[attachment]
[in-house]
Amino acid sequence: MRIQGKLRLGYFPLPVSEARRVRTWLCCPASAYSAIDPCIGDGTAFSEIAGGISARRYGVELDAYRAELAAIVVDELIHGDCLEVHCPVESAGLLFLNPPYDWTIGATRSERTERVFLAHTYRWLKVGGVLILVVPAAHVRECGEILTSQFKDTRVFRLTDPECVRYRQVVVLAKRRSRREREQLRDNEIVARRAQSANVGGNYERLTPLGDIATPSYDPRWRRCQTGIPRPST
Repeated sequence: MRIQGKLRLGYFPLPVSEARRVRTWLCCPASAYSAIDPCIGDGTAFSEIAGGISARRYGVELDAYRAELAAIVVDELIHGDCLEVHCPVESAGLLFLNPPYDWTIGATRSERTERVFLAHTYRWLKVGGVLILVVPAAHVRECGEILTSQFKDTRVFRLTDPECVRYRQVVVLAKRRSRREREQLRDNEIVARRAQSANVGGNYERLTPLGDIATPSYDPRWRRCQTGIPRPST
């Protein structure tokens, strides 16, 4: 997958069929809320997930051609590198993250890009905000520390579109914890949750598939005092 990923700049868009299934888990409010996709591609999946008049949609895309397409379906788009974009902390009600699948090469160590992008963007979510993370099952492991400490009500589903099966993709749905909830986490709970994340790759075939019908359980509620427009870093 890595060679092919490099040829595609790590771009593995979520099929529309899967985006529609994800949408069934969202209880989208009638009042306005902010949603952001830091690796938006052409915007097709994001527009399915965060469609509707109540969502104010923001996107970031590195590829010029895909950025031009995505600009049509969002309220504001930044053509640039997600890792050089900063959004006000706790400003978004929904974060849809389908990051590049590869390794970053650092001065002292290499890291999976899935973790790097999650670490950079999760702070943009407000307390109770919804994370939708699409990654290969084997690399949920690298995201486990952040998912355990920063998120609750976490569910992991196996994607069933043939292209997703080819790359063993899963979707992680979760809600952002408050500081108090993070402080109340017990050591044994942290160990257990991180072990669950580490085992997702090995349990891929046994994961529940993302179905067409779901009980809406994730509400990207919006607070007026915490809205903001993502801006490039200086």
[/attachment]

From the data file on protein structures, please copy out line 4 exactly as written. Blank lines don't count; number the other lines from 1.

């Protein structure tokens, strides 16, 4: 997958069929809320997930051609590198993250890009905000520390579109914890949750598939005092 990923700049868009299934888990409010996709591609999946008049949609895309397409379906788009974009902390009600699948090469160590992008963007979510993370099952492991400490009500589903099966993709749905909830986490709970994340790759075939019908359980509620427009870093 890595060679092919490099040829595609790590771009593995979520099929529309899967985006529609994800949408069934969202209880989208009638009042306005902010949603952001830091690796938006052409915007097709994001527009399915965060469609509707109540969502104010923001996107970031590195590829010029895909950025031009995505600009049509969002309220504001930044053509640039997600890792050089900063959004006000706790400003978004929904974060849809389908990051590049590869390794970053650092001065002292290499890291999976899935973790790097999650670490950079999760702070943009407000307390109770919804994370939708699409990654290969084997690399949920690298995201486990952040998912355990920063998120609750976490569910992991196996994607069933043939292209997703080819790359063993899963979707992680979760809600952002408050500081108090993070402080109340017990050591044994942290160990257990991180072990669950580490085992997702090995349990891929046994994961529940993302179905067409779901009980809406994730509400990207919006607070007026915490809205903001993502801006490039200086």